Greenpeace’s Bitcoin Lie Destroyed In ‘Most Politely Brutal Post’ Ever

Troy Cross, Professor of Philosophy and Humanities at Reed College, launched a vehement response to Greenpeace’s ongoing criticisms about Bitcoin’s environmental impact. An advisor to several Bitcoin and energy organizations, Cross’s post not only defended BTC but also exposed gaps in Greenpeace’s stance, prompting the post to make waves in the community.

Lyn Alden, a prominent figure in the macro world, commented, “I think this is the most politely brutal post I have ever read on this app. Like, every time I thought it might start to wrap up, the constructive savagery only grew.” Echoing Alden’s sentiments, Jamie Coutts of Bloomberg Intelligence labeled Cross’s post as a “supremely articulate take down.”

Greenpeace’s Lies About Bitcoin Are Destroyed

In his comprehensive analysis, Cross tackled a multitude of claims made by Greenpeace. He began by questioning the organization’s genuine intent to understand or change BTC’s code, citing their lack of initiative in hiring experts or fostering collaboration with eco-conscious figures within the BTC community.

Cross remarked, “Greenpeace USA has shown no interest in actually changing Bitcoin’s code. Else, they would have hired someone to explore the technical options… Nor have they engaged with the content of the KPMG report they casually dismiss.”

Cross also directed attention to Greenpeace’s apparent lack of understanding about crucial energy dynamics related to BTC. He cited their apparent unawareness of the potential of methane mitigation in both oil fields and landfills and their unfamiliarity with the concept of ‘location agnosticism’ in the context of an energy system constrained by transmission capabilities.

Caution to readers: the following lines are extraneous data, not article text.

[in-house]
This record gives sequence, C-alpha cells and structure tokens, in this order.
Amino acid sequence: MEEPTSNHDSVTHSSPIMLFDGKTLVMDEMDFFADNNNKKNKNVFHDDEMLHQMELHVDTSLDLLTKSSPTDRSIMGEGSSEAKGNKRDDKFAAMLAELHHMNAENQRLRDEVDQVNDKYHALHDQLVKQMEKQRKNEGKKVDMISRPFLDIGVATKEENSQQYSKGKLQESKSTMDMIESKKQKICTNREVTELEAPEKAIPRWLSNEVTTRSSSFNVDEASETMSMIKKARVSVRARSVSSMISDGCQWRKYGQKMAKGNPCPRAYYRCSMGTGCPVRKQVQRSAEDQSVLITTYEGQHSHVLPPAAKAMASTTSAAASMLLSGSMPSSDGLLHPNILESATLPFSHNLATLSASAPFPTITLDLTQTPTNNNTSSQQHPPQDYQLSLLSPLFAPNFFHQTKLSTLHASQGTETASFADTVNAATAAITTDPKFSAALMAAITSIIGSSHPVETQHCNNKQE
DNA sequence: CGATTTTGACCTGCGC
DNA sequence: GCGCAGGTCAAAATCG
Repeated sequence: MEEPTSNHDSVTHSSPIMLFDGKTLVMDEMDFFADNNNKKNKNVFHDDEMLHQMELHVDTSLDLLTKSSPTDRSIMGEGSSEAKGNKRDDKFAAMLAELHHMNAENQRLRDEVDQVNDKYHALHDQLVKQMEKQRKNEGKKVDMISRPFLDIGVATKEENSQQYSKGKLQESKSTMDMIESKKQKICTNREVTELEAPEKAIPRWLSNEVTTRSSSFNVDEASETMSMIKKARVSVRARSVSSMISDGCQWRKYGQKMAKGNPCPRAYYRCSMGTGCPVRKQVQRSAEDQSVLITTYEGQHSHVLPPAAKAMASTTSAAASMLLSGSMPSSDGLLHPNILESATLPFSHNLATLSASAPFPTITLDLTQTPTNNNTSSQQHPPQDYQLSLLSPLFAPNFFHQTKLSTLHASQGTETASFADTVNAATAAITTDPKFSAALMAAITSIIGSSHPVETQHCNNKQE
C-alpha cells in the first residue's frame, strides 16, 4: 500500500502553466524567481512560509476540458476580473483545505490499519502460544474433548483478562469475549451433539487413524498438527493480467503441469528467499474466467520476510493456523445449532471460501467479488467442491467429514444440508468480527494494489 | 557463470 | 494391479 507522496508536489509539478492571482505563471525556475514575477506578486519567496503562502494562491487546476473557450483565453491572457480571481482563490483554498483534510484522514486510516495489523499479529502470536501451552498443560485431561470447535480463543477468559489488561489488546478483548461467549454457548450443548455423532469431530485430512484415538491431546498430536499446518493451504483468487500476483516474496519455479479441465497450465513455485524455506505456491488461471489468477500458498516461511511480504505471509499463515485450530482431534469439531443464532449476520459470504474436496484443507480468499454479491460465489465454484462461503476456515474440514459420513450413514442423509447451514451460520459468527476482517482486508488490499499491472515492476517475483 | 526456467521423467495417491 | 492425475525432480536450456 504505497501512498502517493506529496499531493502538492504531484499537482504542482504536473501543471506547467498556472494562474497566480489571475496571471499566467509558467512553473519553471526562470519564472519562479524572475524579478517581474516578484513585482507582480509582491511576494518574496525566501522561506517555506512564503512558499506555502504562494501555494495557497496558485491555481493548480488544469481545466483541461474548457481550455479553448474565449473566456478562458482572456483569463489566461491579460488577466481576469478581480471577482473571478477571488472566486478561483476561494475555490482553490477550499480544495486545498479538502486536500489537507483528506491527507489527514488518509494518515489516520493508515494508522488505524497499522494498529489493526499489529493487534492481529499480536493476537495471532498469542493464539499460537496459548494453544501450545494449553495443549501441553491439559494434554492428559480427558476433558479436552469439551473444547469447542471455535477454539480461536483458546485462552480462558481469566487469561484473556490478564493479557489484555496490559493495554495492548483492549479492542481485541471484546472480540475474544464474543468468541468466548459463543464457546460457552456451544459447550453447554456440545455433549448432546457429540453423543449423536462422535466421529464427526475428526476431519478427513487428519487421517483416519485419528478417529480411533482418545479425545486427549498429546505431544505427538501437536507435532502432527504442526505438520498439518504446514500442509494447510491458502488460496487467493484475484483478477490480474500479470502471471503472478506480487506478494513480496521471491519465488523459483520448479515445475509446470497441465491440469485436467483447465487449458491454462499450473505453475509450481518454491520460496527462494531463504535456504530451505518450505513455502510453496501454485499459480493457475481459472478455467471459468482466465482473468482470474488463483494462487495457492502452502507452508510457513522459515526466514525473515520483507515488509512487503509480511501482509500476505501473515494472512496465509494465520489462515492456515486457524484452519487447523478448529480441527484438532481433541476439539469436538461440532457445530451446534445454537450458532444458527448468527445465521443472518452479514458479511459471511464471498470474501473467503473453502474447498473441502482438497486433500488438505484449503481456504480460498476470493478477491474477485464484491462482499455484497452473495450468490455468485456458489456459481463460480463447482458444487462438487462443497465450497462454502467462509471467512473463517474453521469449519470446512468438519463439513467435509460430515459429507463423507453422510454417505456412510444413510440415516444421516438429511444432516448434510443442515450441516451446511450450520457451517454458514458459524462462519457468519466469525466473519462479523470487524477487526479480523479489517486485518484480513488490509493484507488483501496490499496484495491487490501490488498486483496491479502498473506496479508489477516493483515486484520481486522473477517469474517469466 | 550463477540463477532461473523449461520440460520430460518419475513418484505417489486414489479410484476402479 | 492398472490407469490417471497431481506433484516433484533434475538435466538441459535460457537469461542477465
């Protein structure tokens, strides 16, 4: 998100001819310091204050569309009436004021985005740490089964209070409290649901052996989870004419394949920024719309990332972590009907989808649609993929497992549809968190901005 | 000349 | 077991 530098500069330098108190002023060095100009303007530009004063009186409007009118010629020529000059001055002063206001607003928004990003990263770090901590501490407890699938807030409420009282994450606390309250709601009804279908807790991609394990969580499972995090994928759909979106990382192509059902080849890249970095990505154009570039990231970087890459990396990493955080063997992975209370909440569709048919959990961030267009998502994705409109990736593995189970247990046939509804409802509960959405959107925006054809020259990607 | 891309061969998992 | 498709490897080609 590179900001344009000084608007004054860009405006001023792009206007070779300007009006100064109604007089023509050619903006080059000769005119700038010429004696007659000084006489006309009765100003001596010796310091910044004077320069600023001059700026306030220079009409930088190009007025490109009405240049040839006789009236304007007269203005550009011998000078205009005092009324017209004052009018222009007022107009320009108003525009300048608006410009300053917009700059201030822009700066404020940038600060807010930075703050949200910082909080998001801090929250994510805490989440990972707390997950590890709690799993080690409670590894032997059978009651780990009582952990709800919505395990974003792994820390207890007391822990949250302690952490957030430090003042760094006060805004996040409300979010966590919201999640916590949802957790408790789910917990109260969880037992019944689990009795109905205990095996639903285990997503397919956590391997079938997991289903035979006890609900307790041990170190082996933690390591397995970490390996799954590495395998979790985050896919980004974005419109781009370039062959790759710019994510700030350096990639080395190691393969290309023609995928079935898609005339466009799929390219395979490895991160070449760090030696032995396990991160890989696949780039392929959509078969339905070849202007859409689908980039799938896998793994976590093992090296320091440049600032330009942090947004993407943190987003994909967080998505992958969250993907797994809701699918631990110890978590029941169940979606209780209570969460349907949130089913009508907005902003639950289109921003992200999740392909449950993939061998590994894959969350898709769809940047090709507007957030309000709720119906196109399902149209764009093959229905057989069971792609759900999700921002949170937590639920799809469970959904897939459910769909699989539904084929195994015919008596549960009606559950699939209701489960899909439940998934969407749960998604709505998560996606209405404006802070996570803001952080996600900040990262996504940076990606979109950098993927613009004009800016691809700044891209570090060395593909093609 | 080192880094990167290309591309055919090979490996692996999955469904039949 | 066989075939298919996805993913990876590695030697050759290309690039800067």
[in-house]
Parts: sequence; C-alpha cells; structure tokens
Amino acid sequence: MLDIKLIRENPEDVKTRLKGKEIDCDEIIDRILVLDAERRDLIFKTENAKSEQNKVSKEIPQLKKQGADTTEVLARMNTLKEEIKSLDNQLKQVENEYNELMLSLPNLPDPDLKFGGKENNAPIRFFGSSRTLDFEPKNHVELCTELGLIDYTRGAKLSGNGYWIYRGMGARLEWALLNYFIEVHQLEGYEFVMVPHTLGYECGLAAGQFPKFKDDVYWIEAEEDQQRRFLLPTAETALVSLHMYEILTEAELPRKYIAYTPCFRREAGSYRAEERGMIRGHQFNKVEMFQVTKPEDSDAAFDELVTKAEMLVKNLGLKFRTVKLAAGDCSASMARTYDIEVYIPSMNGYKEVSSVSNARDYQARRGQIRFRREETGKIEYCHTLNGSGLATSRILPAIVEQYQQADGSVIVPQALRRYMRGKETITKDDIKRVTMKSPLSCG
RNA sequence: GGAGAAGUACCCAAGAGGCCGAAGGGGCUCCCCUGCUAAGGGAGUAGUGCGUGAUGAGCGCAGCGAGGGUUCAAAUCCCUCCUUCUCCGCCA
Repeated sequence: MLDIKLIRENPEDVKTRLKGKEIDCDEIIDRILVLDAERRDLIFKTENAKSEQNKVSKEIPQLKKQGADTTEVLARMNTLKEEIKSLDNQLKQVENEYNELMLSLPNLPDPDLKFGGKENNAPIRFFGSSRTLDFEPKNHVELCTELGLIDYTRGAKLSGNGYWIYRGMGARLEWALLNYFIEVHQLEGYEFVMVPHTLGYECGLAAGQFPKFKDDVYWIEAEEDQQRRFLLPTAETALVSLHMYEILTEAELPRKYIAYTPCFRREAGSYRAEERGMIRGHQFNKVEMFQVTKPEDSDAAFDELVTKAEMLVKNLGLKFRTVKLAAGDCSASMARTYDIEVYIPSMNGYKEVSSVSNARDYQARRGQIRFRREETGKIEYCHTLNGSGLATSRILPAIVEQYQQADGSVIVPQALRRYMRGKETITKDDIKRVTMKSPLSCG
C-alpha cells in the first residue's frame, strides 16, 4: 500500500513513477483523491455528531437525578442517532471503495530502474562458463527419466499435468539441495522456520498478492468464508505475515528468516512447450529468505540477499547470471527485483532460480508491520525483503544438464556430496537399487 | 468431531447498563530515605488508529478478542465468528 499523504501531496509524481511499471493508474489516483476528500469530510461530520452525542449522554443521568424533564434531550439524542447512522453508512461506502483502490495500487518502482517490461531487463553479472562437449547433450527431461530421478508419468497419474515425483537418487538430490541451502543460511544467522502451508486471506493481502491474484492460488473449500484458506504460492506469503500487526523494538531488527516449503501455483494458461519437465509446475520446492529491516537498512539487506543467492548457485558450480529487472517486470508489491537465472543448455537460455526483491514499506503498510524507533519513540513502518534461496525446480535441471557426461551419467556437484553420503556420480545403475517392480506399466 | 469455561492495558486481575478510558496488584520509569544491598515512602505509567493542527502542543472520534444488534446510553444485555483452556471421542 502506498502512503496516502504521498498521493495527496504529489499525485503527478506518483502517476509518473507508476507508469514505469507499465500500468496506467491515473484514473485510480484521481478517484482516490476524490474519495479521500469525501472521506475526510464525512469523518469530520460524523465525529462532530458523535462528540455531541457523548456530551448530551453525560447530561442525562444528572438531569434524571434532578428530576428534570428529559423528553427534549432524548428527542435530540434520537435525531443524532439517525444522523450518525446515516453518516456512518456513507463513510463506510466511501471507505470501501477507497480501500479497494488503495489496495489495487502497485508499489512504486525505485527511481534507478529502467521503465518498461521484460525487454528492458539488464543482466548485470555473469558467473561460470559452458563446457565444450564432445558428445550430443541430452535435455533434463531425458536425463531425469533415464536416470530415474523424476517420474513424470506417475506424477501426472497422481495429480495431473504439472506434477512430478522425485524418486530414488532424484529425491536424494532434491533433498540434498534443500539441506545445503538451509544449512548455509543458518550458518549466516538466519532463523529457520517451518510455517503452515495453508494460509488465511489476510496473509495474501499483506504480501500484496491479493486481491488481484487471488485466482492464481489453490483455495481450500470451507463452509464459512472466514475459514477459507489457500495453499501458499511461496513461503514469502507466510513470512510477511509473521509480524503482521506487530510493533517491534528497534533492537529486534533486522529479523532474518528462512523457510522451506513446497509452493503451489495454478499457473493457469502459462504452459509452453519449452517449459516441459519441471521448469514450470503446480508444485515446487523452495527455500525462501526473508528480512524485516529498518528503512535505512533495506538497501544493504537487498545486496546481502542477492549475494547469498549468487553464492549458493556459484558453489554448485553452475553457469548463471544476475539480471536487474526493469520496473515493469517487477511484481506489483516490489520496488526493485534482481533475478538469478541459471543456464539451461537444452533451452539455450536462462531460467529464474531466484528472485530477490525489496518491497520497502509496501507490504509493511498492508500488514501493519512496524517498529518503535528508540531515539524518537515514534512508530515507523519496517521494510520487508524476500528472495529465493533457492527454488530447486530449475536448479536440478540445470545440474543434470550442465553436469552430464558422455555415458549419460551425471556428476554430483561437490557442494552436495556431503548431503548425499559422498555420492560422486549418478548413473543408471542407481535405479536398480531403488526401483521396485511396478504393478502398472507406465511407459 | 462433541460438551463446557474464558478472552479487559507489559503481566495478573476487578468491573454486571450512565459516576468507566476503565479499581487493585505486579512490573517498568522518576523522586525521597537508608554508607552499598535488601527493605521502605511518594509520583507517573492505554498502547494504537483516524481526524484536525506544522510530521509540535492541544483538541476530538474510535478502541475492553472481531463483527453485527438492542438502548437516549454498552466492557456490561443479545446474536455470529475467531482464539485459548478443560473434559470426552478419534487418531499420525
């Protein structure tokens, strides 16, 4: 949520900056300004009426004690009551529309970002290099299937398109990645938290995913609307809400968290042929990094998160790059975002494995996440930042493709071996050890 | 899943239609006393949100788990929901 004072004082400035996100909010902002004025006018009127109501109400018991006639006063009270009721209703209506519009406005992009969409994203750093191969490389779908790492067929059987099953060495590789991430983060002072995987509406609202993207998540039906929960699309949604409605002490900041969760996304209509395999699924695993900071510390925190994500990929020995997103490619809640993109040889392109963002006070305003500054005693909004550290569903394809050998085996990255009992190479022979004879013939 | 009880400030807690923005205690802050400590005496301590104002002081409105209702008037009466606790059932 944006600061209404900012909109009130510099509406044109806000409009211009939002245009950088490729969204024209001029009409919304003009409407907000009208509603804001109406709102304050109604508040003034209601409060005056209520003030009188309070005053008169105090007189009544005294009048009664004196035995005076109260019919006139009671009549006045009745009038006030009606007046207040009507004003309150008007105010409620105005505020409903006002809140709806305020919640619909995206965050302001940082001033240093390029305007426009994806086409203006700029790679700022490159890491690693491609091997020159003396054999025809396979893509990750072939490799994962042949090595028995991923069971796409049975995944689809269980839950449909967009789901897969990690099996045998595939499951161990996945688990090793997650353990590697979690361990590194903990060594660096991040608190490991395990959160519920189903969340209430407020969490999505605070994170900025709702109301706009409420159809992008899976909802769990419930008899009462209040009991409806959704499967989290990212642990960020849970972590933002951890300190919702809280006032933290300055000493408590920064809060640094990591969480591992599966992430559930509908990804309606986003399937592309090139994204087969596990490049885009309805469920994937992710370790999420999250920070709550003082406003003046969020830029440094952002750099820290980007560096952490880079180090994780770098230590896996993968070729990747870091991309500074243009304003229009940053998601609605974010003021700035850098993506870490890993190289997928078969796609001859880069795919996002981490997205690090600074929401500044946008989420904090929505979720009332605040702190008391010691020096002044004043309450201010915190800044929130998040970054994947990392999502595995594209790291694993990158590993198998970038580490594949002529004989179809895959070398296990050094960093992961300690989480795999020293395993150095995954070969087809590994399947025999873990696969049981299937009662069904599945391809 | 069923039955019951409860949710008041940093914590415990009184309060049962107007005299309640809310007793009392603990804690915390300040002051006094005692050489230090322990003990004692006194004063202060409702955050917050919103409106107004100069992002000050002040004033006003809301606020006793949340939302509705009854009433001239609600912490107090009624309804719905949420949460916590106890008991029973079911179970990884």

He further elucidated the potential of Bitcoin to exploit the cheapest global electricity, hinting at its prospective positive role in the broader energy transition. “They’d have learned that Bitcoin is driven to find the cheapest electricity in the world, and such a buyer, if flexible, portable, and scalable, is, in the long run, a good thing for the energy transition… They haven’t,” the expert remarked.

One of Cross’s most stinging critiques centered on Greenpeace’s modus operandi. He contended, “What HAVE they done? Hector Bitcoiners. Shame is their only tool.”

Going further, he insinuated that Greenpeace might be pushing an agenda that serves the vested interests of certain donors rather than genuine environmentalism. He hinted, “Their underlying motive seems more aligned with creating reputational risk for Bitcoin enthusiasts and pushing for anti-Bitcoin legislation.”

Bitcoiners Defend Home Turf

Cross also drew parallels with the nuclear energy sector, noting how both were initially misunderstood as emerging technologies. However, he accentuated BTC’s distinction, emphasizing it as a people-driven movement with tens of thousands of informed supporters. “But nuclear [power] wasn’t a people’s movement. Bitcoin is. There are tens of thousands of us who are educated… And we’re defending home turf.”

Concluding his detailed post, Cross highlighted the ongoing innovations in BTC mining and pointed to the absurdity of previous alarmist predictions. He referenced the 2017 Newsweek/WEF headline that inaccurately claimed BTC would consume all of the world’s energy by 2020. With a final nod to the resilience and innovation of the community, he confidently proclaimed, “We are going to win.”

In this fiery and data-laden retort, Cross not only debunked Greenpeace’s claims but also laid down a gauntlet for a more informed and nuanced debate on the intersection of Bitcoin and environmental sustainability.

At press time, BTC traded at $28,430, up 2.1% in the last 24 hours.

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